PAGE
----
In the event of a flu pandemic, who should get first crack at vaccines and other treatment options? The conventional response is that health care workers, first responders and those most at risk for coming down with the disease should be at the front of the line.
But in a new report from the Berman Institute of Bioethics at Johns Hopkins University, a panel of federal and state officials challenge that notion. They argue that some other people hold jobs so critical to the continued functioning of the country and its economy that they should be considered essential, too.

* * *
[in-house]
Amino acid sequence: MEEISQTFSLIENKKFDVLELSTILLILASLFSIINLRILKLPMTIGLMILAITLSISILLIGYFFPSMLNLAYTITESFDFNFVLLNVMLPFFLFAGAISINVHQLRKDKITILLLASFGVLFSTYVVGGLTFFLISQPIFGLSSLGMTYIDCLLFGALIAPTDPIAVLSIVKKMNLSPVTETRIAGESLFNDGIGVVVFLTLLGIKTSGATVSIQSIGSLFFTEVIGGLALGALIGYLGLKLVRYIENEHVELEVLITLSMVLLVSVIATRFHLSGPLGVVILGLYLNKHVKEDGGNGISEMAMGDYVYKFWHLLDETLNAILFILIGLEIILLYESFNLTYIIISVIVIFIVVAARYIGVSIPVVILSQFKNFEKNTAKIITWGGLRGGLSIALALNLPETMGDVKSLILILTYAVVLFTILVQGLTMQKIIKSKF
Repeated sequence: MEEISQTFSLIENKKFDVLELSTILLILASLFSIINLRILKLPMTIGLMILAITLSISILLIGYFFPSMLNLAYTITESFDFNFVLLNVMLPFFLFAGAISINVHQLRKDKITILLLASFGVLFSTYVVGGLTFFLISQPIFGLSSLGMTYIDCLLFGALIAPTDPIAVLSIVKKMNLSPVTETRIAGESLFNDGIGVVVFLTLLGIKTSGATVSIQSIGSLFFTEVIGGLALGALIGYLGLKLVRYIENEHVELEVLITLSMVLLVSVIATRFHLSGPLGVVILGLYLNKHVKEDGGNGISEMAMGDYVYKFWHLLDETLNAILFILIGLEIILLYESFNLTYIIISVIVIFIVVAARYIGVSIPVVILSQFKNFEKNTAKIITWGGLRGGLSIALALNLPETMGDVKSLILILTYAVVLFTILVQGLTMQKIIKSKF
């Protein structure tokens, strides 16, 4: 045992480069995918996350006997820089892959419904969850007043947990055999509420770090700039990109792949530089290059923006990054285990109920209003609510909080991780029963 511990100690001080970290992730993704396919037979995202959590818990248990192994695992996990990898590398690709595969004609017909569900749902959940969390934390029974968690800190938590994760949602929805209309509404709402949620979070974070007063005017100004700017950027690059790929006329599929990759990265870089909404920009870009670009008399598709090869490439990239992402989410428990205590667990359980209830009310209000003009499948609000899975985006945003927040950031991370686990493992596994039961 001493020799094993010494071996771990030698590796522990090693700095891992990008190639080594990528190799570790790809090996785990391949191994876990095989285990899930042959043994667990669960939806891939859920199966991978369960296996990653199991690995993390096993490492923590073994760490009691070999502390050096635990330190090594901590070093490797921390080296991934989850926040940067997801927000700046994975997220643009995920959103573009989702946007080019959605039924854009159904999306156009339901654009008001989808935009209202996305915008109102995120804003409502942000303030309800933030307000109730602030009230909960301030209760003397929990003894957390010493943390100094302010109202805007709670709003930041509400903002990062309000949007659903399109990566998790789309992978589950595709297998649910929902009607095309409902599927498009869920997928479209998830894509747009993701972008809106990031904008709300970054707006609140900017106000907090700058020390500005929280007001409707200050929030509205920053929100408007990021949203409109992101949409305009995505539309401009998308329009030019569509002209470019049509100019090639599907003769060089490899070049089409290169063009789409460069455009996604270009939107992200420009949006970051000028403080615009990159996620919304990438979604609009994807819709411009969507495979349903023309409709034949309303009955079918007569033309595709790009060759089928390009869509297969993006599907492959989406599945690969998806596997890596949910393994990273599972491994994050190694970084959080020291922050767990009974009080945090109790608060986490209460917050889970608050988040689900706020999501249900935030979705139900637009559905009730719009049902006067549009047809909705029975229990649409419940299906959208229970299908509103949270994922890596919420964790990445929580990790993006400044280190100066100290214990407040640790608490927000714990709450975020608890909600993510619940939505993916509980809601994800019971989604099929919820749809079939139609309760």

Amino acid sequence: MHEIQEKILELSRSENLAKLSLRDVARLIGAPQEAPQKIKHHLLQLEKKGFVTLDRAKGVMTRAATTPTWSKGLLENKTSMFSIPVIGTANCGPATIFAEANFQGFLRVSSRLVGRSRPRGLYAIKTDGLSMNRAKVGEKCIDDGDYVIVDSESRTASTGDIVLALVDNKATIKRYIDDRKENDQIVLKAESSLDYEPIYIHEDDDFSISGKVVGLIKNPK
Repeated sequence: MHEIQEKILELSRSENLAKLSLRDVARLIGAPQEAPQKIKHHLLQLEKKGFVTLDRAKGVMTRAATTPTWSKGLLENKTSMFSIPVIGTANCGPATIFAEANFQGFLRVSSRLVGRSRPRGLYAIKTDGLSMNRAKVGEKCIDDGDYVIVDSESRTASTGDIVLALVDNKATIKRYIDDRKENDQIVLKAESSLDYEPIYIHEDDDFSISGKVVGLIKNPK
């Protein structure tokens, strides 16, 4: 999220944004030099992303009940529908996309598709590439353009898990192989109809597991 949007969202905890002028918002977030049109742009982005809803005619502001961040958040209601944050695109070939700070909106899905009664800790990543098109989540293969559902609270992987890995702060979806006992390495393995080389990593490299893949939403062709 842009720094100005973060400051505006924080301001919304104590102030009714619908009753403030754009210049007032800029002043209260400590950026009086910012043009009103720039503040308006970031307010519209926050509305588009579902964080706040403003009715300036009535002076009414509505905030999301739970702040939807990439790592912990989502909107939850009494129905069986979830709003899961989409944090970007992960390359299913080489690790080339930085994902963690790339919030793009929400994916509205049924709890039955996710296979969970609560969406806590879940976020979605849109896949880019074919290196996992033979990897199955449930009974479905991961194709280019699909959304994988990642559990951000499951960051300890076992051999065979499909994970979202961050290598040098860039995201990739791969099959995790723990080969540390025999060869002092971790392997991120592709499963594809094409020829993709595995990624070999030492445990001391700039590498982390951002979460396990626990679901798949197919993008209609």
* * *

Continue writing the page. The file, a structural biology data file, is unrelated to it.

â€œAlongside healthcare workers and first responders, priority should be given to the people who provide the public with basic essentials for good health and well-being, ranging from grocery store employees and communications personnel to truck drivers and utility workers,â€ said Nancy Kass, deputy director of public health at the Berman Institute.
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